Kate Hodgkiss: A social media policy is vital to modern firms

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Digital information is easy to store …and to leak. Both Hewlett-Packard and Dell had news of a new tablet leaked in advance of launch and Renault had to suspend three executives who were accused of passing blueprints of electric cars to rivals.

Yet the findings of a report commissioned by DLA Piper show employers fail to appreciate confidential information is a unique business asset. Our study of more than 250 employers found many do not recognise that advances in technology and social media pose a risk to corporate secrets, and the survival of a business.

This is particularly true of the risks posed by employees who leave. They can cause untold damage by utilising the knowledge and contacts that they have acquired during their employment.

For example, the study found more than a third (36 per cent) of employers allow staff to store business contacts on databases beyond their control. And half of companies have not reviewed their e-mail, internet or social media in the past year or reviewed their contracts to keep up with the pace of technological change.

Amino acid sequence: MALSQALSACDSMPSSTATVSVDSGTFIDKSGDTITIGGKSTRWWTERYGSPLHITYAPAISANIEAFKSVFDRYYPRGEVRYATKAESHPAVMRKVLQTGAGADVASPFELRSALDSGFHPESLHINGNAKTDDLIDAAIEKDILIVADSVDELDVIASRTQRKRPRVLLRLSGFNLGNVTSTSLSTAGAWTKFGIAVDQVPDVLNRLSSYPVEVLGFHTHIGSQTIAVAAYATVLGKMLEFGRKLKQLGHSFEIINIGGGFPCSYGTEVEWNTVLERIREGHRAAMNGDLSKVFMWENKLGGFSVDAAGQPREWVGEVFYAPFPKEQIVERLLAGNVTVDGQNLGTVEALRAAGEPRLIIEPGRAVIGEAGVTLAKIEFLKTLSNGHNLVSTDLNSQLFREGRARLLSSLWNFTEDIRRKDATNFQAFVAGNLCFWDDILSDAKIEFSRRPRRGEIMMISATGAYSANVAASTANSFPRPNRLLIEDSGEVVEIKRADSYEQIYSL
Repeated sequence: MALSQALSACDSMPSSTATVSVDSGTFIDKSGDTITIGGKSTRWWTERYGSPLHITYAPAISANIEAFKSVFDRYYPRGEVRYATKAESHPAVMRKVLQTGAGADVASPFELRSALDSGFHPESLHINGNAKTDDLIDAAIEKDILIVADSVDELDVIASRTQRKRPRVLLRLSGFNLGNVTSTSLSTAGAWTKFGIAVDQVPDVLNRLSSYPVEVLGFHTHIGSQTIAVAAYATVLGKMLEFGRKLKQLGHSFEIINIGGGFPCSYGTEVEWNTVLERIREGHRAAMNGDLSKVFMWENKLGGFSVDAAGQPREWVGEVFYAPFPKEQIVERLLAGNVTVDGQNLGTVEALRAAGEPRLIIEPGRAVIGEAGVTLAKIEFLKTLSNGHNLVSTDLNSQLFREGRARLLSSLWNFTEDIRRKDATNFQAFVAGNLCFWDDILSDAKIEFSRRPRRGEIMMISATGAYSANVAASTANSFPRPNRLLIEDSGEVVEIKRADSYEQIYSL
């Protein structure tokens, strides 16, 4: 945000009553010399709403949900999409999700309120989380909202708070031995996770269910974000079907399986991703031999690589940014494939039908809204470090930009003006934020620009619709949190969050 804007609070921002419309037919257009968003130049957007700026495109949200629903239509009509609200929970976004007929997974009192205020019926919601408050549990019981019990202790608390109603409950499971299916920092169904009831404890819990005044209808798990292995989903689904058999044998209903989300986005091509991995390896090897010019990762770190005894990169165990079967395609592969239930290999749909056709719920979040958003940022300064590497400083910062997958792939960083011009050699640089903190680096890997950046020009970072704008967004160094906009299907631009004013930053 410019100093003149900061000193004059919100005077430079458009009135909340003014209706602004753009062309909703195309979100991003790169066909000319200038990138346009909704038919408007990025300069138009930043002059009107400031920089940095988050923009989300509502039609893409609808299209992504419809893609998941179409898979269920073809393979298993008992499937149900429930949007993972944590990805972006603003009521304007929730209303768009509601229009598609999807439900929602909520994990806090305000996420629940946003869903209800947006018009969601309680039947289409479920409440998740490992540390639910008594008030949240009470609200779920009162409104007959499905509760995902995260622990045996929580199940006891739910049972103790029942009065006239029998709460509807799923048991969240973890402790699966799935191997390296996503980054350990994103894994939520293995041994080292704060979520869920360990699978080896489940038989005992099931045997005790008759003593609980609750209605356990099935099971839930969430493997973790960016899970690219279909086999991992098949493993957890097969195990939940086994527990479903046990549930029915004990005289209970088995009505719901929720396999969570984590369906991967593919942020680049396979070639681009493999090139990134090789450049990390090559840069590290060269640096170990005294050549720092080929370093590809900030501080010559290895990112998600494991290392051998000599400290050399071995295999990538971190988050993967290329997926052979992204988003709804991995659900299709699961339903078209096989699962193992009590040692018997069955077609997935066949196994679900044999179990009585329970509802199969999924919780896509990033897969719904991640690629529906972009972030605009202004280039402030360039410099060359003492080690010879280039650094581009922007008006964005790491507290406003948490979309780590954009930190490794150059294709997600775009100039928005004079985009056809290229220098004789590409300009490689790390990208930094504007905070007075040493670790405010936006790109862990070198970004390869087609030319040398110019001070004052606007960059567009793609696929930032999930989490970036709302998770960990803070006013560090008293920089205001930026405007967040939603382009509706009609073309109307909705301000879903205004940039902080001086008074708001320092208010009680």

And finally, 60 per cent are concerned about the threats posed to confidential information by social media, but 61 per cent don’t have a social media policy.

So how can employers protect themselves? We recommend a seven-step approach. Once aware of an employee switching to a rival firm, the company needs to assess the full impact of their conduct before utilising an internal management team and legal advisers. Gathering evidence is the final step before deciding on whether legal action is required.

With new members of staff, employers can protect confidential information through a clear social media policy, physical and electronic security measures; training; and a tailored contract that might include a gardening leave clause. Companies can also explore copyright, patents and database rights as further avenues to protect sensitive information.

Social media has transformed the way we work today but it doesn’t have to be a minefield – something we’ll be exploring at a series of UK seminars, which start in Edinburgh today.

• Kate Hodgkiss is a partner at DLA Piper.